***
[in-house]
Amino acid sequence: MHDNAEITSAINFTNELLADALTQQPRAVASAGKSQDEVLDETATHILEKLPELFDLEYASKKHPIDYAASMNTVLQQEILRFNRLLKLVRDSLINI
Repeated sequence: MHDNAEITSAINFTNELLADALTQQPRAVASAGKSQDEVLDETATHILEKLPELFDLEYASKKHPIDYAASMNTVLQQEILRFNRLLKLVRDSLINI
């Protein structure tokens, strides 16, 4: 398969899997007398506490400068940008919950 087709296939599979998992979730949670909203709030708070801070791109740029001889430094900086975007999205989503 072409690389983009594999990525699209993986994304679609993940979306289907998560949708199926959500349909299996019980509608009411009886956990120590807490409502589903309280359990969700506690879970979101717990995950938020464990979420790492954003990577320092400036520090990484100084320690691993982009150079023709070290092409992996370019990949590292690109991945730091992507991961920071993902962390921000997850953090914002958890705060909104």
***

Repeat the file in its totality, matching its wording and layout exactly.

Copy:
[in-house]
Amino acid sequence: MHDNAEITSAINFTNELLADALTQQPRAVASAGKSQDEVLDETATHILEKLPELFDLEYASKKHPIDYAASMNTVLQQEILRFNRLLKLVRDSLINI
Repeated sequence: MHDNAEITSAINFTNELLADALTQQPRAVASAGKSQDEVLDETATHILEKLPELFDLEYASKKHPIDYAASMNTVLQQEILRFNRLLKLVRDSLINI
């Protein structure tokens, strides 16, 4: 398969899997007398506490400068940008919950 087709296939599979998992979730949670909203709030708070801070791109740029001889430094900086975007999205989503 072409690389983009594999990525699209993986994304679609993940979306289907998560949708199926959500349909299996019980509608009411009886956990120590807490409502589903309280359990969700506690879970979101717990995950938020464990979420790492954003990577320092400036520090990484100084320690691993982009150079023709070290092409992996370019990949590292690109991945730091992507991961920071993902962390921000997850953090914002958890705060909104």